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How we maintain our 10 miles of carriage roads

If you only visit the carriage roads during high summer, you may not know what it takes to keep them in tip-top shape. We spend a few weeks every spring and fall performing maintenance that is necessary to keep the roads functional and beautiful. When was the last time you saw a road at Little Long Pond washed out? Answer: I would guess, almost never. Even during the spring melt or after a summer deluge: no washouts. We maintain 10 miles of carriage roads and nearly 10 miles of ditches. Here are a few of our maintenance tricks.

Clear all ditches.

Ditches only work if water can freely flow into them. This requires us to blow out leaves and organic debris at least once a year (twice in some areas). Two or three land stewards march along with backpack blowers inspecting every foot of ditch to ensure it is clear. By the time the leaves drop in November, most of the ditches are full of sticks, leaves, and unfortunately, bags of dog poop. During this days-long walk we also collect management information (i.e., hazard trees, needed stonework repairs, erosion) on a smart phone map that we use for future management projects.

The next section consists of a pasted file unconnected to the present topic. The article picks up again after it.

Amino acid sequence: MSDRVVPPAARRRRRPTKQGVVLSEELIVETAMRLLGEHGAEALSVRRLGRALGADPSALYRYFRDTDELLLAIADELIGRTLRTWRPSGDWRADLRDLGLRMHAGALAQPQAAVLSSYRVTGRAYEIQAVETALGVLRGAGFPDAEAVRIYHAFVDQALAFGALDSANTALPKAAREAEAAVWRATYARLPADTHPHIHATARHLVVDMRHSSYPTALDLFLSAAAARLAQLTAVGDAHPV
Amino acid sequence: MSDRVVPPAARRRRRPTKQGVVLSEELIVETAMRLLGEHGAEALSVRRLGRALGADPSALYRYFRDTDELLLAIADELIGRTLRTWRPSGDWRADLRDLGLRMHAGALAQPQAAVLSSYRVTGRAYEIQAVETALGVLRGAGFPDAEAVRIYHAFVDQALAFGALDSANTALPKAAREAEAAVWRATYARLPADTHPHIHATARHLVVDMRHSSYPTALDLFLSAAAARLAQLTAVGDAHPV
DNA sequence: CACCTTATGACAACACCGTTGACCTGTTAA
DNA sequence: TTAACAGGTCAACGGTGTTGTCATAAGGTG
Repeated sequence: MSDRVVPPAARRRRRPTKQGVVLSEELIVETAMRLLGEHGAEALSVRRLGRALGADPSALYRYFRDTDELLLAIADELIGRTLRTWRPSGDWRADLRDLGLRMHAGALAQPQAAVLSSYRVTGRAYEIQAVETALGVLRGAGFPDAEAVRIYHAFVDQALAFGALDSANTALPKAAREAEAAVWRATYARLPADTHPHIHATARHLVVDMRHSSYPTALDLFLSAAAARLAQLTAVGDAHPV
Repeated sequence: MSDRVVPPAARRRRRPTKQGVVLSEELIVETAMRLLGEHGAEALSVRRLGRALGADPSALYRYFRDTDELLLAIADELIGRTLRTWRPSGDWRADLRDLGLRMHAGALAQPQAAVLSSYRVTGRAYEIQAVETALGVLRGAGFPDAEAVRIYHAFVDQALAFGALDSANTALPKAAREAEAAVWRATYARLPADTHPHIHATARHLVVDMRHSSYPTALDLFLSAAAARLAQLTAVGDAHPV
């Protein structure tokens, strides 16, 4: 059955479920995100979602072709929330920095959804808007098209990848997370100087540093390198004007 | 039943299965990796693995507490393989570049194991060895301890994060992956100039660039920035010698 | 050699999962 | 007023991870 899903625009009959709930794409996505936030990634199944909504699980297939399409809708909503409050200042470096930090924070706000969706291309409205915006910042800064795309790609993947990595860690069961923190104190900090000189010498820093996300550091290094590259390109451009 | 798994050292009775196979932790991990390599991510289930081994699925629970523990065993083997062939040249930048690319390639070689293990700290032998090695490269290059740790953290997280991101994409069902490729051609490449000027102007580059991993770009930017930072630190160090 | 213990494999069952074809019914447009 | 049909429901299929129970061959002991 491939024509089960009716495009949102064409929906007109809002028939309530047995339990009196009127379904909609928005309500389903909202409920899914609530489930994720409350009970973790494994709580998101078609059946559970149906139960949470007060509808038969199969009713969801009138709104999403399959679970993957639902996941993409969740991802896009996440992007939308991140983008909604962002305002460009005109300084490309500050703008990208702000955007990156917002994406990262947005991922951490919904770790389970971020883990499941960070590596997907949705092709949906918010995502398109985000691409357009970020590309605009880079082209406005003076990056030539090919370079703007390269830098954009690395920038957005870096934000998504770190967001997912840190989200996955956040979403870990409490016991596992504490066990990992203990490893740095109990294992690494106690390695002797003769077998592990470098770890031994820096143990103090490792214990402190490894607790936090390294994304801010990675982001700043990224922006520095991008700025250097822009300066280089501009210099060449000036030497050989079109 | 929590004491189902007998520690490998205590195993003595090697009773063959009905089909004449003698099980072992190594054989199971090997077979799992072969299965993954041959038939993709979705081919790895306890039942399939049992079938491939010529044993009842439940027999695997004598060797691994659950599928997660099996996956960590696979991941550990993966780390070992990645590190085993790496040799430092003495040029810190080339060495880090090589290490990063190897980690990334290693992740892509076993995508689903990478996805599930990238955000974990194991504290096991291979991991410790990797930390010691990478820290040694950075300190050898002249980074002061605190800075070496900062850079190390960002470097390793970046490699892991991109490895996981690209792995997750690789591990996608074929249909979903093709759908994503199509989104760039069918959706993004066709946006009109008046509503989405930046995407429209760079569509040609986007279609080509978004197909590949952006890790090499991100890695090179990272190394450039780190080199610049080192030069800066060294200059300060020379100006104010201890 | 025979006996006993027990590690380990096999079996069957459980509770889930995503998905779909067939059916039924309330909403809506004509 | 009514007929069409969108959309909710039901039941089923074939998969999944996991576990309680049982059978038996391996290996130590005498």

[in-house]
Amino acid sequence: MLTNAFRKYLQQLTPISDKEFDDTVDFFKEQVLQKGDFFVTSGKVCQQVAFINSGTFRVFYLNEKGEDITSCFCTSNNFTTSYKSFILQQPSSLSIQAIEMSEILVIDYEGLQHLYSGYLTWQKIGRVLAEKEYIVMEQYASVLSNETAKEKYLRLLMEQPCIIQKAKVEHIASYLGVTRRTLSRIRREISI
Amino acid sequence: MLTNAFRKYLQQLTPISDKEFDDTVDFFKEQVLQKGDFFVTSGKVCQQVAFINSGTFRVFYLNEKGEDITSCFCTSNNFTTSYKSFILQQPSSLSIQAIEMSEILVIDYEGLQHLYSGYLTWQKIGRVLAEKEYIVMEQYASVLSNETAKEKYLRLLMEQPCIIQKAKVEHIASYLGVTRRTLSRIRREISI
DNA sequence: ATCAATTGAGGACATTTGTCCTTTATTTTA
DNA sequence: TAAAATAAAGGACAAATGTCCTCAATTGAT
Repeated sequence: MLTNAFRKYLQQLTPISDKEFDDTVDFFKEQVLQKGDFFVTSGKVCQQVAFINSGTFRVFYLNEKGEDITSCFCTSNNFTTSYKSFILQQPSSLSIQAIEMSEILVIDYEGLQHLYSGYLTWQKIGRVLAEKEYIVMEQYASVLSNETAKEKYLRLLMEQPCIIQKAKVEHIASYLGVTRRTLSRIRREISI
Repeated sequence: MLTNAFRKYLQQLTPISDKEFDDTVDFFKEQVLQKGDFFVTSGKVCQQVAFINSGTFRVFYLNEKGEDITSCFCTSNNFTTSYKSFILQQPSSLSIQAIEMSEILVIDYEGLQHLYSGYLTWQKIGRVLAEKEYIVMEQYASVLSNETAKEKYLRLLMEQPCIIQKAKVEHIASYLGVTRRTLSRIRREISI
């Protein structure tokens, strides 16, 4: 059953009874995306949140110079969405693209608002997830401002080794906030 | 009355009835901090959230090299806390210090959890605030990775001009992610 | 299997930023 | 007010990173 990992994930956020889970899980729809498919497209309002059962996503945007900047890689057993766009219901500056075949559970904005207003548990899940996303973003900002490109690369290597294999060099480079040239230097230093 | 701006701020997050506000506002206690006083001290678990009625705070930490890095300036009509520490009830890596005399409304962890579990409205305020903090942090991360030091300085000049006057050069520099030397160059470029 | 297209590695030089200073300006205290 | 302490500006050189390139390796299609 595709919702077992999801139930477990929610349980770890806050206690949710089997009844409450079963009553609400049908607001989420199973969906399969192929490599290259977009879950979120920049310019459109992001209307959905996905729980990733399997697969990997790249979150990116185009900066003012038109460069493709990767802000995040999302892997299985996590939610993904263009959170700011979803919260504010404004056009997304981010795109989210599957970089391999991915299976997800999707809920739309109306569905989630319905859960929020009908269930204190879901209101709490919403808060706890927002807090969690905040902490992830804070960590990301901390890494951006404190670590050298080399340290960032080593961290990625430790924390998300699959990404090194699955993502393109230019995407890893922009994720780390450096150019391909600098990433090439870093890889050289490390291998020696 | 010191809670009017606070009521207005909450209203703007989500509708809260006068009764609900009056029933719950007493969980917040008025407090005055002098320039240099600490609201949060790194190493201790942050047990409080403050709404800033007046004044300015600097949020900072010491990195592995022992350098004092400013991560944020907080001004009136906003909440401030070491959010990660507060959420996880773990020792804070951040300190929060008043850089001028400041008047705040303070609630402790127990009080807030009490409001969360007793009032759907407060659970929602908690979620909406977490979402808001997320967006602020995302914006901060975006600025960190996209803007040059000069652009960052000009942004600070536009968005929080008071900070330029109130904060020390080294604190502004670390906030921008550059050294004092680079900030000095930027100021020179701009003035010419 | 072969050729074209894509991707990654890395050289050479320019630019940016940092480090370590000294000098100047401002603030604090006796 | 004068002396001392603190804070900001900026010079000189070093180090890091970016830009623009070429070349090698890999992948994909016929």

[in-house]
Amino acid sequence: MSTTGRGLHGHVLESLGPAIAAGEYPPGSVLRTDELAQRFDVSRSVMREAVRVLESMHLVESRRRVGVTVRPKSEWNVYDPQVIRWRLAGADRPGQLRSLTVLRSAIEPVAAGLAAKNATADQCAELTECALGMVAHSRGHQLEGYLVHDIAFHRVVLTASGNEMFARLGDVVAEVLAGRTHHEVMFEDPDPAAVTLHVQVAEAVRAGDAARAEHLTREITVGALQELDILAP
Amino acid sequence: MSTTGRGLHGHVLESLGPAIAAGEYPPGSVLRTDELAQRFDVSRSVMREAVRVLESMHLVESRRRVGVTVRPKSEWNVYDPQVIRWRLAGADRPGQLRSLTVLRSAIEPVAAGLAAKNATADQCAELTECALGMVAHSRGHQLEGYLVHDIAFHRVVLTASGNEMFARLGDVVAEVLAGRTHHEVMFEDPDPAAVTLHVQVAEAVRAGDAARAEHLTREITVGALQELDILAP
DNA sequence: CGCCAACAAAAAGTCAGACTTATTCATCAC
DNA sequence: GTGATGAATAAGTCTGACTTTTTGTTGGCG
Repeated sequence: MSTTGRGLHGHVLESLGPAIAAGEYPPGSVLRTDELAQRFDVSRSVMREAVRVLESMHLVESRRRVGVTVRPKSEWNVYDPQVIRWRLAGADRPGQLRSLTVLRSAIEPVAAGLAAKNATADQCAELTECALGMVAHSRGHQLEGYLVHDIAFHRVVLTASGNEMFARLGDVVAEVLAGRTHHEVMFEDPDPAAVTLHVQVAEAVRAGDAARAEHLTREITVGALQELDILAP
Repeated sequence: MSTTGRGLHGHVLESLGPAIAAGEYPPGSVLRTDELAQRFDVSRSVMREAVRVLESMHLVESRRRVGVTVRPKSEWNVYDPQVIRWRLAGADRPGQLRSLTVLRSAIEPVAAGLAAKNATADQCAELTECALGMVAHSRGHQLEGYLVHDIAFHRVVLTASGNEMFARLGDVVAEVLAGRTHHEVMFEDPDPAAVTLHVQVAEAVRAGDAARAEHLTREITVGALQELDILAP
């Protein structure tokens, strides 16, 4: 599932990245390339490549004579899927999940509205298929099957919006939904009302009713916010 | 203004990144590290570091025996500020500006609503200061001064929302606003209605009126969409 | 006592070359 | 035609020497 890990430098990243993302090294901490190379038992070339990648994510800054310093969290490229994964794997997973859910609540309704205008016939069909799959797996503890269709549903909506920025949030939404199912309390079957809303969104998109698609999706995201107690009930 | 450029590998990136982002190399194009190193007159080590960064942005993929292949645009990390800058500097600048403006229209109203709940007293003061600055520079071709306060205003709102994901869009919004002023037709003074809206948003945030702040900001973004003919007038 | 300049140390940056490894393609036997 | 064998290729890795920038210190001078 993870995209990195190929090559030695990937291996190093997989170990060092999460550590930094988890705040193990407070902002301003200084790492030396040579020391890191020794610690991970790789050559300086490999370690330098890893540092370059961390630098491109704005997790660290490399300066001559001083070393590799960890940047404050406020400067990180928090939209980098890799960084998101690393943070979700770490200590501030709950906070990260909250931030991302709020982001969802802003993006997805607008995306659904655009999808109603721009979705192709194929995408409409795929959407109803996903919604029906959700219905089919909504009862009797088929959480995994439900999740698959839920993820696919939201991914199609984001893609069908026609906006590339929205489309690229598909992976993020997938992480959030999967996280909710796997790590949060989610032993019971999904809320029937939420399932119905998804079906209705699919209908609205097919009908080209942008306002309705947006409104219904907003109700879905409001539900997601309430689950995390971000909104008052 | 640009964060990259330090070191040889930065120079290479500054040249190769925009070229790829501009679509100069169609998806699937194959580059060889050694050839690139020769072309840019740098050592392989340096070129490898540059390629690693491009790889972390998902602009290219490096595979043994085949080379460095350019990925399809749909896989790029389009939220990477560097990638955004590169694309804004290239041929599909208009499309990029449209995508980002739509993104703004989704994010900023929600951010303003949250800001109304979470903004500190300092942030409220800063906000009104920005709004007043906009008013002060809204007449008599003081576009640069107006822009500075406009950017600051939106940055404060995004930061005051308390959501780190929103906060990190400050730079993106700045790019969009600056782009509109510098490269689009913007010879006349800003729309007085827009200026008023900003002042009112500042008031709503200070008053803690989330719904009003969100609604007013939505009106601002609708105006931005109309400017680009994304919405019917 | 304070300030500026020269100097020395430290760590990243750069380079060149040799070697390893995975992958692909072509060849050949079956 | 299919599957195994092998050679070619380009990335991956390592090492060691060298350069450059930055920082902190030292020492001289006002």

Remove organic debris from the road surface and clean culverts.

While we are blowing out the ditches, we blow the organic material off the surface of the carriage roads. A buildup of organic material (soil, leaves, sticks, etc.) on the carriage roads would change their look, feel, and function. Imagine sprouting weeds? We much prefer for the road surface to be purely crushed stone, which allows for a very consistent texture and walking experience. Every culvert, over 100 total, is inspected for blockages and blown out.

Topping and grading.

We add a thin layer of crushed, pink granite whenever a portion of the road is growing bare. This mixture is much brighter than the crushed stone used in Acadia National Park, a feature that makes Little Long Pond unique. Topping and grading require a few days with our larger trucks and grader machine. This leaves the surface looking brand new.

We recognize that the long drone of our backpack blowers can interfere with your visit, and that dump trucks look a little out of place on the carriage roads, but we appreciate your ongoing support and patience with this maintenance. We make every effort to work early in the morning and in the shoulder seasons. We hope you enjoy the outcomes.

Tate Bushell, Director of Natural Lands

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